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Le Havre (Municipality, Seine-Maritime, France): Corporate flags

Last modified: 2010-12-03 by ivan sache
Keywords: havre (le) | port authority | port autonome | ship (white) | stars: 12 (yellow) | chamber of commerce and industry | cci | hexagon |
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Port Authority

[Flag of Le Havre Port Authority]

Flag of Le Havre Port Authority - Image by Ivan Sache, 15 October 2003

Le Havre is currently the first port (by traffic) in France and the fifth in Europe. Energy ranks first, with importations of crude oil and coal, and transfer of refined products and gazeous hydrocarbures. Main bulk goods are grains, industrial products and chemicals. There is also a very important activity of container transfer. Passenger traffic is mostly represented by ferries operated by P&O between Portsmouth and Le Havre.
The number of commerce ships landing each year in Le Havre is about 7,000, involving 250 scheduled lines with more than 500 ports all over the world. The port has developed specialized terminals and recently a new port for container ships, the largest in France and one of the largest in Europe. The project Port 2000 shall allow landing of all kind of ships regardless the tide and without waiting time.

The François I lock (écluse François I) is one of the biggest locks in the world (length, 400 m; width, 67 m; depth, 24 m). 250,000-ton ships can cross it and sail from the tidal basins into the constant level basins and canals such as the canal du Havre.
A big industrial zone (1,500 ha) was set up along the canal du Havre. Big companies such as Renault and Hispano-Suiza (mechanic industries), Elf, Atochem, Goodyear and Air Liquide (petrochemistry) and Lafarge (cement) have built factories and warehouses in this industrial zone.
In 1995, the inauguration of the bridge of Normandy favoured the activity of the port by opening a quick route towards west. Compared with the traditional, crowdy route via the bridge of Tancarville, 70 km were spared.
A separate oil terminal was built in 1972 in Antifer, 22 km north of Le Havre. The port, built in deep water (25 m) was expected to receive supertankers (550,000 tons), but its economical interest was and is still disputed.

The organisation of the ports and the management of the traffic are explained in details, with nice screen simulations, in the Espace maritime et portuaire des docks Vauban, a museum set up in the 19th century docks of Le Havre. Since the entrance of the port is located near the center of the town (as opposed to Marseilles, for instance), the impressive traffic of huge container ships surrounded by a flotilla of "bees" can be easily spotted from the promenade of Le Havre.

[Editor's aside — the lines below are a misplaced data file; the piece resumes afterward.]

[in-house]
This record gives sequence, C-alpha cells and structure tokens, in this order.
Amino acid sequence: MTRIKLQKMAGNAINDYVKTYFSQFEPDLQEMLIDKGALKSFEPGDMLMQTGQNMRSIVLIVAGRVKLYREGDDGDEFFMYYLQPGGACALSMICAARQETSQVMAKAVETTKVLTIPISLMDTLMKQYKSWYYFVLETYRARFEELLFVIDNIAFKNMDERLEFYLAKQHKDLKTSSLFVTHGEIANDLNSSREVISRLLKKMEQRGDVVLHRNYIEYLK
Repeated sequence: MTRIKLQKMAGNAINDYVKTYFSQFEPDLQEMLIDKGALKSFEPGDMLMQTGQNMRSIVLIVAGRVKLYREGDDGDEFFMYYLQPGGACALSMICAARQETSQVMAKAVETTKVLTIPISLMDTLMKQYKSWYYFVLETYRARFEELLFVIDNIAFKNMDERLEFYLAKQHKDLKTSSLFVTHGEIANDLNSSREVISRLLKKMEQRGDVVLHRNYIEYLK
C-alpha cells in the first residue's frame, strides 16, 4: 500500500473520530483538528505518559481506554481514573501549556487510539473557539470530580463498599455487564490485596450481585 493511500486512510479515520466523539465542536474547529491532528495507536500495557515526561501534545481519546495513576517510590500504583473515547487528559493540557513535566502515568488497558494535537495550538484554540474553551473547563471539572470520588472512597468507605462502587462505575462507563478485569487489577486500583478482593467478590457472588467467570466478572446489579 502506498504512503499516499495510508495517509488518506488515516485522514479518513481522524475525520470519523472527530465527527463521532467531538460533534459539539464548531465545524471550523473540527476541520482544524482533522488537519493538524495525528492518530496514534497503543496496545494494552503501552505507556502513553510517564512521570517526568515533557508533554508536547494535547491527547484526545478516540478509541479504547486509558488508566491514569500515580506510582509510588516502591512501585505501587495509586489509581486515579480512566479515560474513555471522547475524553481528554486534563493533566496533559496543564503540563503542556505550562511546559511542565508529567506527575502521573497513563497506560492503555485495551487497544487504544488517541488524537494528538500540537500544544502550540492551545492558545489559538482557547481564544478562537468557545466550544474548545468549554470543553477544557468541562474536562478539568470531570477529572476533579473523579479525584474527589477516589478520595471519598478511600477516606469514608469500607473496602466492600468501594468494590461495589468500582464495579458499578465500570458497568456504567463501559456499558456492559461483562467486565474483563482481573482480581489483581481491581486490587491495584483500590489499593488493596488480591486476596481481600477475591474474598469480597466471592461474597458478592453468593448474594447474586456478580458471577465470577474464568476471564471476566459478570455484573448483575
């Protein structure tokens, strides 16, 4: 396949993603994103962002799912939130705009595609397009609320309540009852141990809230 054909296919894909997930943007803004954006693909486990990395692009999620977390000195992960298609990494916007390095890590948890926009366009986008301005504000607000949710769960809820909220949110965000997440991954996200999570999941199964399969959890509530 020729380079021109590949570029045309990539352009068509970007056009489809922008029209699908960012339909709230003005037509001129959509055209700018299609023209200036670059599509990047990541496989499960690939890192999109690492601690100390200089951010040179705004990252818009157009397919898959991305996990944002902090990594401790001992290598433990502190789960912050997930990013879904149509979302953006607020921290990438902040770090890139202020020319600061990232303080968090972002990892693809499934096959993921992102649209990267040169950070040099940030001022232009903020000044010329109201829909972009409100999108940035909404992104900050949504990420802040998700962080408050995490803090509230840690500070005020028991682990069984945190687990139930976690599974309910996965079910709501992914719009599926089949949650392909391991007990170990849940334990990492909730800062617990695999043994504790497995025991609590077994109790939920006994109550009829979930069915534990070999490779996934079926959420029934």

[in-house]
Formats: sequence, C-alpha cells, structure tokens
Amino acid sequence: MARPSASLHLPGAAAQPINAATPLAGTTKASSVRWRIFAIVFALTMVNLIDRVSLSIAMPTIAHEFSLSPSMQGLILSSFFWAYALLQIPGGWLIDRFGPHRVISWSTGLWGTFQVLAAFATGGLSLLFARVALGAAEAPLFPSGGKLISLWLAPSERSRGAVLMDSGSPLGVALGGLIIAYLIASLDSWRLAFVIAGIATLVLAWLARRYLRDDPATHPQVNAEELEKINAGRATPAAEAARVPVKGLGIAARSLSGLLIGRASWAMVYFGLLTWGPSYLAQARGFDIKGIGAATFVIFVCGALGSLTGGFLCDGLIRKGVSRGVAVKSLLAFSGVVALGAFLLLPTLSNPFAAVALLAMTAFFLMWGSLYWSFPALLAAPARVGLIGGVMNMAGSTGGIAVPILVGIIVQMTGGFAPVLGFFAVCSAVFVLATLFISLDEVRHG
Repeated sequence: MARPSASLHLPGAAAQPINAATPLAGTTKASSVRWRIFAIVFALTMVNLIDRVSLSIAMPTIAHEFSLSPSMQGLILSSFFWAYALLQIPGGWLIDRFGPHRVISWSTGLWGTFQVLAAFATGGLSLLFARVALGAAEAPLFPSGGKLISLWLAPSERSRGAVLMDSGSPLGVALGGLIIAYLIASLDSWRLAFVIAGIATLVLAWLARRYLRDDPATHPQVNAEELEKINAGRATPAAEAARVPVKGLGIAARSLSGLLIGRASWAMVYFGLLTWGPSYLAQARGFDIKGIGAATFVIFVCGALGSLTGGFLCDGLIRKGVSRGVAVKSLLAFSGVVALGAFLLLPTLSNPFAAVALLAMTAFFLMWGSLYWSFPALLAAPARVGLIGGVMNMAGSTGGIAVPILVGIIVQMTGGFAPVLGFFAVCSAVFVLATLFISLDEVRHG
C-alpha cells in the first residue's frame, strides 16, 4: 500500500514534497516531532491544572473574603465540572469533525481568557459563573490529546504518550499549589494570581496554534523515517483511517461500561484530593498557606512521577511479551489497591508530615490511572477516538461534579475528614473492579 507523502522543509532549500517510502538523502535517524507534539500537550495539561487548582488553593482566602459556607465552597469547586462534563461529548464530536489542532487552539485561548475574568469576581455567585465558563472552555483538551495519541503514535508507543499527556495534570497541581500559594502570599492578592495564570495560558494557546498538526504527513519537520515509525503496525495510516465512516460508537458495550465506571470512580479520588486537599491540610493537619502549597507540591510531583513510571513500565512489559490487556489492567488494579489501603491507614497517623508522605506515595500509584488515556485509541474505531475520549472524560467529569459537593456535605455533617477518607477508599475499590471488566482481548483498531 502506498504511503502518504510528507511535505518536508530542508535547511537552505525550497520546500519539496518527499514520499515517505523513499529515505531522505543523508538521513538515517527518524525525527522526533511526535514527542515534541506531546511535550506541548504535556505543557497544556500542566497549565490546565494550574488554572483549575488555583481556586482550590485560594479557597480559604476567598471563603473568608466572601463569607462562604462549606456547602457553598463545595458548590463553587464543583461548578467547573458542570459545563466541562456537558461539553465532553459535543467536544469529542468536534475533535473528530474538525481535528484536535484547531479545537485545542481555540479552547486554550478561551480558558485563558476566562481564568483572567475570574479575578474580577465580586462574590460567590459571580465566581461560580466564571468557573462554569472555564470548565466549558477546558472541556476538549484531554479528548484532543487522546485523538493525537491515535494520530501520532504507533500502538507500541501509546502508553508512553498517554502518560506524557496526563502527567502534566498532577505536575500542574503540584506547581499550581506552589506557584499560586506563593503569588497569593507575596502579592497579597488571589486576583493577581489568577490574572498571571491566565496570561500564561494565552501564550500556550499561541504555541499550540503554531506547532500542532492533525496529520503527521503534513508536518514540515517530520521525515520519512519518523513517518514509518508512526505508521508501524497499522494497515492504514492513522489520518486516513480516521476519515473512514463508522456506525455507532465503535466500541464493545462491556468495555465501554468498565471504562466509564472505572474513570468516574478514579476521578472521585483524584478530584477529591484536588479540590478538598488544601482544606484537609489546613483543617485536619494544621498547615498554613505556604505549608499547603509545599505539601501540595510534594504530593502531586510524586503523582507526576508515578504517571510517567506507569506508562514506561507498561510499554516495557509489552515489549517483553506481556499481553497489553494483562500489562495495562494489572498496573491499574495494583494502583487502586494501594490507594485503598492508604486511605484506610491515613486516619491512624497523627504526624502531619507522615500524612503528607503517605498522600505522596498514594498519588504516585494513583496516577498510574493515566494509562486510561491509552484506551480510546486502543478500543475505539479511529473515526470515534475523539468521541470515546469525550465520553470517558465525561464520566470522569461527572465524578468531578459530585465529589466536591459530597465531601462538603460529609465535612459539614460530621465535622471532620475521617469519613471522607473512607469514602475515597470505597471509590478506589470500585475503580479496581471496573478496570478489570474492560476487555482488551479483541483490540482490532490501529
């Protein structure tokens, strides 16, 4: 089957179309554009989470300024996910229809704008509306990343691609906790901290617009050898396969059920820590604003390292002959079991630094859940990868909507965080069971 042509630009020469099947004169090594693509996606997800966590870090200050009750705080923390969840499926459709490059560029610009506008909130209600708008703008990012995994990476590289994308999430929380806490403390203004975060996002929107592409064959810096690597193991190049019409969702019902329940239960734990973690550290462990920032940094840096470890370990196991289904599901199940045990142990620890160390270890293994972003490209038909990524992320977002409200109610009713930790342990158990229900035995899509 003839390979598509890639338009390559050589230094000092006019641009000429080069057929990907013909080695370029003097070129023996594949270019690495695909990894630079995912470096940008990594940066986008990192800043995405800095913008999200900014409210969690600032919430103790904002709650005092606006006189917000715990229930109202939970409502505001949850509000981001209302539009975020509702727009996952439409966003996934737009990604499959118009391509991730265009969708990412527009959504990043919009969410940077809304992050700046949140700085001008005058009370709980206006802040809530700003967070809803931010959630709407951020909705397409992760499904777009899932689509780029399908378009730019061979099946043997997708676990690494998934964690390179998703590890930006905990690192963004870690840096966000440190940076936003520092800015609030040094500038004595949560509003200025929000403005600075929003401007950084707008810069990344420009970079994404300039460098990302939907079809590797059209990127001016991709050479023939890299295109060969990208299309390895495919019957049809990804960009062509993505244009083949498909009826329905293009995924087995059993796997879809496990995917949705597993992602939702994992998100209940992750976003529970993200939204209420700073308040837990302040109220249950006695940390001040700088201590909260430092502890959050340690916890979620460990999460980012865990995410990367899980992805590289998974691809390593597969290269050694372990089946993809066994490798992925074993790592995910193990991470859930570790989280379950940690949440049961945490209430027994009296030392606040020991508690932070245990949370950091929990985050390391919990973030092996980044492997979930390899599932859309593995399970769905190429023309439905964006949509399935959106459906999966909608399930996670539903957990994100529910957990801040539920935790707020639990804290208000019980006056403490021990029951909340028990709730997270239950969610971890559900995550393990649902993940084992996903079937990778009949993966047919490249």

The port of Le Havre is managed by a State agency called Port autonome du Havre (Le Havre Port Authority). The flag of the Port Authority, hoisted in front of the main building of the Port Authority and in other places in the port, is blue with the white logo of the agency.
The logo is made of a ship "crossing" a "H" with curved vertical arms. The superstructure of the ship is made of the two letters "p" and "a", so that the full logo can be "read" port autonome du Havre. The logo can also represent a big ship crossing the François I lock. A ring of twelve European yellow stars is placed over the logo.


Ivan Sache, 15 October 2003

Chamber of Commerce and Industry

[Flag of CCI Le Havre]

Flag of CCI Le Havre - Image by Ivan Sache, 14 October 2003

CCI Le Havre manages two toll bridges over the lower valley of Seine, the bridge of Tancarville (1,400-m long, inaugurated in 1959) and the bridge of Normandy (2,141-m long, inaugurated in 1995), and the airport of Le Havre-Octeville. It has 200 elected members, representing 2,740 merchants, 2,050 service providers and industrialists. Its two commerce colleges are the IPER, specialized in port activity, and the École Supérieure de Commerce du Havre.

Source: Com'estuaire website

The building of CCI Le Havre, located on the Commerce Basin, flies the flag of the CCI, white with the logo of the institution. The logo is made of an hexagon, symbolizing France (the country is often nicknamed l'hexagone, which irritates the Bretons who are excluded of the hexagon) and divided into blue and red rays emerging in a spiral pattern from a white off-centred disc. The words "CCI LE HAVRE", in blue letters, are placed horizontally in the upper part of the logo.

Ivan Sache, 14 October 2003